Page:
I love to write about the first four centuries of Christianity. My first book was published in 2013 and dealt with the lives of Origen and Jerome in the third and fourth century. The book I will have published early in 2014 deals with the Emperor Augustus, Herod the Great and the Messiah. I try to explain the relationship between imperial Rome and Palestine. It wasn’t as simple as one would imagine. To give you an idea of what I mean, I’ll attach a draft copy of the preface for the unpublished book.
Two thousand years ago Palestine was a minor kingdom important to Rome only because it was situated between the Roman Province of Syria and the Roman breadbasket, Egypt. The Israelites were a rebellious people who had spread throughout the Mediterranean. Strong hands were needed to keep the peace and Pax Romana prevailed because of the threat and sometimes the use of force.
In 63 BC, Pompey the Great intervened in the civil war between two Hebrew brothers vying for the kingdom of Palestine, Hyrcanus II and Aristobulus II. One brother was supported by the Pharisees (Hyrcanus) and the other by the Sadducees (Aristobulus). Complicating the civil war was the interference of the Bedouin of Idumaea and the Nabataean Arabs from Petra. This was not an inconsequential familial dispute; their father, Alexander Jannaeus, as High Priest and King of the Israelites, had crucified 800 Pharisees and slaughtered their wives and children in front of them.
Both sides sought an arbiter, a third force to end the bloodshed and civil war. That third force was the Roman legions under Pompey. Each of the brothers tried to solicit Pompey’s support through bribes. Eventually, Pompey decided to support the older brother, the inept Hyrcanus II; the same brother designated high priest and king by his mother.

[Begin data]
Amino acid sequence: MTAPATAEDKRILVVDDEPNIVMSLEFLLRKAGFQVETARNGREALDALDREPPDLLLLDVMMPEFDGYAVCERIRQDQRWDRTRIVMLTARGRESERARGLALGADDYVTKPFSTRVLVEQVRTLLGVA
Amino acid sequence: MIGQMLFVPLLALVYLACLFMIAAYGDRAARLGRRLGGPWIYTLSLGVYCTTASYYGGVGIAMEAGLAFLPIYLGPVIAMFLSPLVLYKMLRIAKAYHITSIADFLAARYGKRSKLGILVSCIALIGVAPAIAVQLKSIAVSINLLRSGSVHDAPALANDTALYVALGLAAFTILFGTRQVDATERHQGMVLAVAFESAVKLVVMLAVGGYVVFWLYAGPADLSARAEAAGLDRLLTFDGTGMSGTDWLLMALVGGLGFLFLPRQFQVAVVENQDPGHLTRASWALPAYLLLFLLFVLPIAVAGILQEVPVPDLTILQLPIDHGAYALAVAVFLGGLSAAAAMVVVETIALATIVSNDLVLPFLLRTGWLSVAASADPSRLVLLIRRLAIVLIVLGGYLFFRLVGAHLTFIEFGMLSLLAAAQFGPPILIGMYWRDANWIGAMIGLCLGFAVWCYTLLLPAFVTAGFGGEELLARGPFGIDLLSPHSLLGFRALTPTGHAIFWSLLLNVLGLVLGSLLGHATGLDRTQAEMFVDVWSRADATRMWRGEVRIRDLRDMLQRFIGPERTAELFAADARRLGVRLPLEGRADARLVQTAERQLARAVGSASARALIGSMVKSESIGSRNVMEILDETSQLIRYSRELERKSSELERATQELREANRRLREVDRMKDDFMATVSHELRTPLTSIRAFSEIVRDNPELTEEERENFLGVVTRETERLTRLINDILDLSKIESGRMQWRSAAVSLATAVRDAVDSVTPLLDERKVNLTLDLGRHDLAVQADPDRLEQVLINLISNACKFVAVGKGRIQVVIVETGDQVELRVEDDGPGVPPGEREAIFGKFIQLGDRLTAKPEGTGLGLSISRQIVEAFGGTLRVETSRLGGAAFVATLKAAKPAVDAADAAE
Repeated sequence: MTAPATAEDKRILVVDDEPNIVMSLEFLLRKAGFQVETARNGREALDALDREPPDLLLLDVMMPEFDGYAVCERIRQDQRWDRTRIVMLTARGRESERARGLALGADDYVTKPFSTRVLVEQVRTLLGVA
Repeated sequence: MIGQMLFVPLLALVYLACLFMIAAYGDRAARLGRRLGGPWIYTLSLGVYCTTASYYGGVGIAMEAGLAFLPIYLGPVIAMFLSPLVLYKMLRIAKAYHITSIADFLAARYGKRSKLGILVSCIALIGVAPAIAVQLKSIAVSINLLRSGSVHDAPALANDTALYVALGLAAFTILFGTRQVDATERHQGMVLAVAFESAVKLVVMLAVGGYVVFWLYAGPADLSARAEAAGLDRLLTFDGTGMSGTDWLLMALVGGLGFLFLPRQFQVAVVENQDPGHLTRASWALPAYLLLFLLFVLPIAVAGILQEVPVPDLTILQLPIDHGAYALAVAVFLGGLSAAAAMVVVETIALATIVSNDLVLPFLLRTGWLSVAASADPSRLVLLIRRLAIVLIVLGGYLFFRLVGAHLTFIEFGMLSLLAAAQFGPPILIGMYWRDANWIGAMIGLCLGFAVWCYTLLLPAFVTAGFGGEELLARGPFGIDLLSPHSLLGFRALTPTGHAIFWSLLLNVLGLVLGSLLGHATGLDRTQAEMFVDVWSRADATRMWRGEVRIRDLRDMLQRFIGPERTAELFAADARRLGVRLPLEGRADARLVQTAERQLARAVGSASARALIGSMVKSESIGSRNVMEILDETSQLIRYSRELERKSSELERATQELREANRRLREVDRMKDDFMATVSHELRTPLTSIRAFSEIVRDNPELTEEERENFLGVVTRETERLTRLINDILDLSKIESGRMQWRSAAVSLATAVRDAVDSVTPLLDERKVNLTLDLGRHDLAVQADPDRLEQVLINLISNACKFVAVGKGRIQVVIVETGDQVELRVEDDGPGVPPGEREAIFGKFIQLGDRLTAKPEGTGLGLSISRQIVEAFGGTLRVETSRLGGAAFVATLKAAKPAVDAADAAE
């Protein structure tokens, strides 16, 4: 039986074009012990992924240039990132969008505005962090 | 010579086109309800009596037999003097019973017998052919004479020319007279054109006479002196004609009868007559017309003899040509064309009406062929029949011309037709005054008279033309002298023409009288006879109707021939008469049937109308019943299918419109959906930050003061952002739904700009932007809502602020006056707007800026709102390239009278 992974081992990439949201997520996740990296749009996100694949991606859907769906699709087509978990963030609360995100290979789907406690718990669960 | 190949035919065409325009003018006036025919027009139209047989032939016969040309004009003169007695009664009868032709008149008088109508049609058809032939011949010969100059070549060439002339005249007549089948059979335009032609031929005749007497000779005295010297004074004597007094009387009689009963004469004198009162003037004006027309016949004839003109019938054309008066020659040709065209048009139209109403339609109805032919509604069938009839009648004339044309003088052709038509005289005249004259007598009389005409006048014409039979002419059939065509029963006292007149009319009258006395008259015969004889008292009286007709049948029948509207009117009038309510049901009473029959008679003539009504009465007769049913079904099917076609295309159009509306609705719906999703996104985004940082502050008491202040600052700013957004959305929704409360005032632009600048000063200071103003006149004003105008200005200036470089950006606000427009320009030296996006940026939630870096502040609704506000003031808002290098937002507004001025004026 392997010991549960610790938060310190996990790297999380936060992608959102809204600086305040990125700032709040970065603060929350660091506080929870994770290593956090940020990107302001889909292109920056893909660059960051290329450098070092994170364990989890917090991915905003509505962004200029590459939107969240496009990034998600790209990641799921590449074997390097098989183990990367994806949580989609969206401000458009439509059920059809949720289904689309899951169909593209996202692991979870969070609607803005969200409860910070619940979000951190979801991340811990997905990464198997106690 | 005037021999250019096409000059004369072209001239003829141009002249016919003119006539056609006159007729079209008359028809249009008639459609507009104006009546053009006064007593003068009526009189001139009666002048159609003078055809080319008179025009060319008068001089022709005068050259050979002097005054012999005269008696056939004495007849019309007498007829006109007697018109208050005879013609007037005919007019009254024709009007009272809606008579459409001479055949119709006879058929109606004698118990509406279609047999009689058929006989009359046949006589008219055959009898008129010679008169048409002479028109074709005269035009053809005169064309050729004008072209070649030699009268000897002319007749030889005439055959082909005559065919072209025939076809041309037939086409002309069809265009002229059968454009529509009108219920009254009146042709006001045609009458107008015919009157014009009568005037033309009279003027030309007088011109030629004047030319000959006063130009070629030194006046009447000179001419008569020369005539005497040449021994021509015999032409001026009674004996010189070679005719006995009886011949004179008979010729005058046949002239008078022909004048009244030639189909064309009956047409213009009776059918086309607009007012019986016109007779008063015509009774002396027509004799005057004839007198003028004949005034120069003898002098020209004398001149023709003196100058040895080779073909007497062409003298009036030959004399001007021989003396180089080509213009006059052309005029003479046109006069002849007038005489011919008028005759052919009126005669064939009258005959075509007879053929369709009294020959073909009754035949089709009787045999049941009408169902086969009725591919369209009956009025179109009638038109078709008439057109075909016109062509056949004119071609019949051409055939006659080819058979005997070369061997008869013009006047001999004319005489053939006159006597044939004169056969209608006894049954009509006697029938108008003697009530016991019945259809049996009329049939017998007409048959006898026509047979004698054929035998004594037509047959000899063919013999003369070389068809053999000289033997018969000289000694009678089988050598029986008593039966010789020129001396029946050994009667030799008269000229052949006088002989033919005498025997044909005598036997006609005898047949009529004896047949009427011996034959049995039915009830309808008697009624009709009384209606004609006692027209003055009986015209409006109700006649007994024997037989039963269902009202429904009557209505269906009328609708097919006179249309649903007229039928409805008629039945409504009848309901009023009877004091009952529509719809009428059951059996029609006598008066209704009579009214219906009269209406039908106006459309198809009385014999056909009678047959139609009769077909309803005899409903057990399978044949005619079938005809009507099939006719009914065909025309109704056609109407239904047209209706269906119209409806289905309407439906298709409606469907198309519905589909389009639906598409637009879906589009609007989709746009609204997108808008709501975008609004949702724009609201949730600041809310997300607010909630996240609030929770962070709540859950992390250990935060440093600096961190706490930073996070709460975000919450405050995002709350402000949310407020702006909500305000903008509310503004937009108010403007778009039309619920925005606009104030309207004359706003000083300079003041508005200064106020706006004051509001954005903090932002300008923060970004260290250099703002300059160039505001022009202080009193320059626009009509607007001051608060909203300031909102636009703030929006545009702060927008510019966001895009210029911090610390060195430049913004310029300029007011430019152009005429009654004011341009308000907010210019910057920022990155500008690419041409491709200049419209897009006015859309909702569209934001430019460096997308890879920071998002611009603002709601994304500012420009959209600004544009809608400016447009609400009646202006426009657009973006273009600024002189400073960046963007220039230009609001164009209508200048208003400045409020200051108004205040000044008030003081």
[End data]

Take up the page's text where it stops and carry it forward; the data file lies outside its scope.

When the city of Jerusalem fell to the Romans, Pompey entered the Sacred Temple. Surprising many, he didn’t touch the golden table, the holy candlestick, the pouring vessels or any item reserved for the priests. Moreover, Pompey did not confiscate the two thousand talents of sacred money he found in the Temple treasury. Because of this respect for their religion and the peace that came with it, most Israelites accepted Roman administration and Roman taxes. Peace was restored–temporarily.
Those who supported the Romans were rewarded. An Idumaean became procurator of Judea. He in turn appointed his son Herod, to be governor of Galilee and another son, Phasael, to be governor of Jerusalem. The inept Hyrcanus was left by Pompey with the religious duties of the high priest, a less significant position as far as the Romans were concerned.
In the following years, the defeated side in the civil war gathered together under Aristobulus’s son, Antigonus. He offered the enemies of Rome, the Parthians, 1,000 talents and 500 women if they would help him retake Jerusalem. Of course, the Parthians, a strong force on the eastern border of Rome’s Syrian Province, were only too happy to do so. With their support, Antigonus retook Jerusalem and captured the high priest, his uncle Hyrcanus. Antigonus then had his uncle’s ears cut off so he could never again be high priest and sent him into exile with the Parthians.
The situation in Rome as the story opens in 38 BC is no better. Rivals Pompey and Julius Caesar have been assassinated and a very different civil war looms this time between Octavian, the adopted son of Julius Caesar, and Antony, the man who was consul when Caesar was assassinated and who may have known of the plot to kill Caesar. Both men wanted wanted control of the Roman Republic. Both men wanted peace in Palestine and both felt the man to ensure that peace was the Idumaean, Herod.
While all this was going on the average Israelite prayed for a Messiah. In those years of turmoil, every nation had one or more gods protecting their nation, and the Sacred Scriptures of the Israelites promised a Messiah to save the nation of Israel or so it seemed. Our characters come on the scene to tell us how it might have been—the expectations and the reality.